Directed by Justin Kurzel, Produced by Iain Canning, Emile Sherman,
Screenplay by Todd Louiso, Jacob Koskoff, Michael Lesslie
Starring: Michael Fassenbender, Marion Cotillard, David Thewlis, Sean Harris, Elizabeth Debicki, Jack Reynor, Paddy Considine
I had high hopes for this version of Macbeth as I’m a fan of actors Michael Fassenbender and Marion Cotllard.
I’ve also seen many film adaptations of Macbeth and sadly this does not rank up there amongst my favourites. I liked a great deal about this interpretation, but it was the performance of the lead actors that didn’t appeal to me.
Macbeth opens with the funeral of Macbeth and Lady Macbeth’s child. (The child is alluded to in Lady Macbeth’s speech later in the play.) I liked the idea of opening with this and the portrayal of their grief. It placed emphasis on an aspect of their relationship that other versions have not. Perhaps this emphasis is to make them appear as a couple mired in grief which contributes to their disastrous series of choices. Other reviewers have suggested that Macbeth is portrayed as a man who is suffering post traumatic stress due to constant brutal combat and this accounts for many of his actions. Fassenbender’s performance does lend some credence to this theory, but this did not alter my appreciation of their performances.
There were some minor deviations from the play, particularly regarding Malcolm, but they worked well in terms of giving a different emphasis to Macbeth’s actions, and backed the notion of a PTSD affected Macbeth. The supernatural elements of the play are woven interestingly through this film and I loved this version of the witches.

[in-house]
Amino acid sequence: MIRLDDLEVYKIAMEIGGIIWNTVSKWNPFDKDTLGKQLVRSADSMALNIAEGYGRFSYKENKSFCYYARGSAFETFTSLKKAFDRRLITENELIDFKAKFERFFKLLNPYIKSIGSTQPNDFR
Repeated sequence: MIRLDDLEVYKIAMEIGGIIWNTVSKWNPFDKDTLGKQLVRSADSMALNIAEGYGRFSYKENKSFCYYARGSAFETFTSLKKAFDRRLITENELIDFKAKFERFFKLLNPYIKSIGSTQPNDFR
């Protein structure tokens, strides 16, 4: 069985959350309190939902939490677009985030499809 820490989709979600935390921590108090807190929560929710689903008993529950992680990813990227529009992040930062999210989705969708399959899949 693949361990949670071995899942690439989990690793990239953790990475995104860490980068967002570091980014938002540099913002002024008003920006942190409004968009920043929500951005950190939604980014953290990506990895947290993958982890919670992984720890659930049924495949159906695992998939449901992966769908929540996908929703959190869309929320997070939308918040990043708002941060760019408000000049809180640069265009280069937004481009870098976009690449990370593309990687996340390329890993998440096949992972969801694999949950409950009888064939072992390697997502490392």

The whole film has a suitably grim, dark, austere and primitive atmosphere, from the colour through to the landscape and sets. All this worked, perhaps too well.
Fassenbender and Cotillard both seem, for the most part, to remain locked so firmly into the grimness that they exhibit only a couple of facial expression throughout. Lady Macbeth’s speech were she says –
“Come, you spirits
That tend on mortal thoughts, unsex me here,
And fill me from the crown to the toe top-full
Of direst cruelty! make thick my blood;
Stop up the access and passage to remorse,”
– is one which should be filled with passion, yet in this film it is not. Nor is Macbeth’s speech where he is supposed to agonise over whether to kill Duncan.
As the film progresses, we do see glimpses of what could have been. Cotillard is wonderful when Macduff’s family are being murdered and when she “sleep” walks and exposes her guilty conscience.
From the death of Lady Macbeth onwards, Fassenbender’s performance improves greatly and we start to see the passion, conflict and fatalistic resolution within Macbeth’s character.